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Thinking of trying something new. I've always wanted to load up some cartridge handguns in BP. Have a Ruger Vaquerro and thought it would be a hoot to shoot some
.45 Colt... :mrgreen:



My question is about regulating a fixed sight gun using Black Powder:

Should I stick with some FFG and use different bullets weights, or stick to one bullet weight and play with different powders...?

Giz
 

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I don't know about Rugers, but I've never been able to get my fixed-sighted Colts to shoot any bullet that's not in the ~250-255gr. range - and hit at my preferred POA - a dead-center hold. The only exception has been bullets in the 225-230gr. range that have been really loaded down to puny squib levels. I would start with your preferred bullet weight and then fool around with the volume and granulation of BP. JMO, but I'd start with FFFG if you have any.

The only BP loads I've made up for the .45C have been with FFFG. I compressed the 3F to pack in the max. amount, and these loads were pretty stout. I didn't have my chrony then, but I'm guessing that they were ~900fps with a 255gr. RNFP. They shot to approx. the same POA/POI as my smokeless loads at that ~900fps velocity, so I was very pleased with them. I do not find this load or its smokeless equivalent to be unpleasant to shoot at all in a SAA configuration.

The original BP loading for the Colt Peacemaker was 900fps+, and it was a real humdinger on the business end. They reduced that load to ~825fps when other, weaker firearms designs were introduced into the military arsenals.

If you find out that you really like BP loads in the large-frame Ruger, you can even fool with small duplex charges of SR4759 (~10% by volume) to aid in cleanup. That is exactly what I would do. This will increase pressure and velocity a bit and could be useful in lowering a POI.

xtm
 
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xtm,

I think I'm going to do three sets of 6 cartridges. I'm running a 250 grain SWC in each. One each in Fg, FFg, and FFFg. I'm going to rest them at 15 yards. When I settle on the closest to POA.....I'm going to do that one in three different lubes. SPG, RCBS, and Lyman...for group size.

I think I will follow that test up with a 225 grain RN bullet I cast. Same methodology to see how much lower it hits on the target.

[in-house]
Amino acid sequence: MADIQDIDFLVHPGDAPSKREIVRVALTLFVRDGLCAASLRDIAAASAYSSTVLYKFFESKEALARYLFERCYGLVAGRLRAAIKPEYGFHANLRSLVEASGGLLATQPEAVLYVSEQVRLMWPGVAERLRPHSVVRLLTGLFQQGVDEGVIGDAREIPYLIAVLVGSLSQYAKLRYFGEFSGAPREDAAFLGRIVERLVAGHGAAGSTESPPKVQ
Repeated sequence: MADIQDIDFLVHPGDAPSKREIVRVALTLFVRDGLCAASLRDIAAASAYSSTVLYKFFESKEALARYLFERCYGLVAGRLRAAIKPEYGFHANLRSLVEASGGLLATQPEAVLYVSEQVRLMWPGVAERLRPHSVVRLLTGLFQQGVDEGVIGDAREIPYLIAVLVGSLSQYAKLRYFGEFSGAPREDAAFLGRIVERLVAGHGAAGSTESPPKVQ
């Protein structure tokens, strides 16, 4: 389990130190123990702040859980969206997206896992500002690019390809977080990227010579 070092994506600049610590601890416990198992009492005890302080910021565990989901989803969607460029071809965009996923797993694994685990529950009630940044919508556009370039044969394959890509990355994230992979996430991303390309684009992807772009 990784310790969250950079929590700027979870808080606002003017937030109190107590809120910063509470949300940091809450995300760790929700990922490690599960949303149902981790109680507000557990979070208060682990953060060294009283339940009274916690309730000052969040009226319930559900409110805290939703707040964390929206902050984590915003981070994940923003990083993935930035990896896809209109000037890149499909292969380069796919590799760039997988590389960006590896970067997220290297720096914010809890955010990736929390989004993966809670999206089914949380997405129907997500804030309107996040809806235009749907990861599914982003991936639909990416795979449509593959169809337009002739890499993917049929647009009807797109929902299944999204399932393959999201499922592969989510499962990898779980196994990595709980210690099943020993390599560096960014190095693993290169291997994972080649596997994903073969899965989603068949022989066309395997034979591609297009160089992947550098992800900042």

giz
 

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I'm interested in this as well.

There were some BP CAS shooters I used to shoot with (Coto Cowboys) many years ago that would spray their's down after every stage (I think they were using Windex if I remember right).

I'd be real curious to know how much you can shoot before the cylinder starts seizing up. Figure maybe 4-5 cylinders full?
 

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I fooled around with this back when I was still in business. If I remember correctly, the bullet weight made a lot more difference than the powder type or charge. That is to say,lightweight bullets always shot low and heavyweights tended to shoot high. It seems every cartridge has a nominal bullet weight that the designer intended. For the 45 Colt,that is 250gr. I believe you will also find that the 37-40 grains of FFFg stuffed into a 45 Colt case will just about blow the revolver out of your hand. Even FFg is pretty stout.
It seems the way ammunition companies load the modern cartridge is somewhat conservative.
Let us know the results of your experiment!
 
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LordSlashcat,

We should run the little test together. It's about time you shot some stouter stuff out of one of my Rugers' :) I'm going to stop in on the way back from the range, this Saturday. Let's put some BP cartridges through that little Vaquerro together and compare notes...

Giz
 

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I am pretty late on this one but I used to shoot 35gr GOEX 3Fg black under a 255gr cast lead SWC lubed with SPG & set off with a WWlg Pistol Primer. It shot right to the sights & gave 2-1/2"- 3" groups depending on me @ 25 yards bench rest. I got just under 900fps on my Chrony. That load is compressed 3/16", & about all I could get into modern .45 Colt cases. It's a fun load & gives pretty much the same results our ancestors got in the 1800s. Frank
 
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